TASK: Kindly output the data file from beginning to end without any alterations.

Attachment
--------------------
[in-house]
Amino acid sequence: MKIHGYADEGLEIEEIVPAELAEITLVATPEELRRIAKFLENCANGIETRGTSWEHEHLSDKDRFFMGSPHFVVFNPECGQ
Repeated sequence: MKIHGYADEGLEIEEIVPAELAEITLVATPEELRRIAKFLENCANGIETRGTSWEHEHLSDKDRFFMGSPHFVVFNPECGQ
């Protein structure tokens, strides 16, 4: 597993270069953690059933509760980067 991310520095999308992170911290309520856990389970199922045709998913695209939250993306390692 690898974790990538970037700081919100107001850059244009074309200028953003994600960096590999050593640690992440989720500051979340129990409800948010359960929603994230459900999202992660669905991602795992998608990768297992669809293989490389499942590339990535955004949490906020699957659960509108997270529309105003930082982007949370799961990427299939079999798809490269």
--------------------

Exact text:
[in-house]
Amino acid sequence: MKIHGYADEGLEIEEIVPAELAEITLVATPEELRRIAKFLENCANGIETRGTSWEHEHLSDKDRFFMGSPHFVVFNPECGQ
Repeated sequence: MKIHGYADEGLEIEEIVPAELAEITLVATPEELRRIAKFLENCANGIETRGTSWEHEHLSDKDRFFMGSPHFVVFNPECGQ
């Protein structure tokens, strides 16, 4: 597993270069953690059933509760980067 991310520095999308992170911290309520856990389970199922045709998913695209939250993306390692 690898974790990538970037700081919100107001850059244009074309200028953003994600960096590999050593640690992440989720500051979340129990409800948010359960929603994230459900999202992660669905991602795992998608990768297992669809293989490389499942590339990535955004949490906020699957659960509108997270529309105003930082982007949370799961990427299939079999798809490269």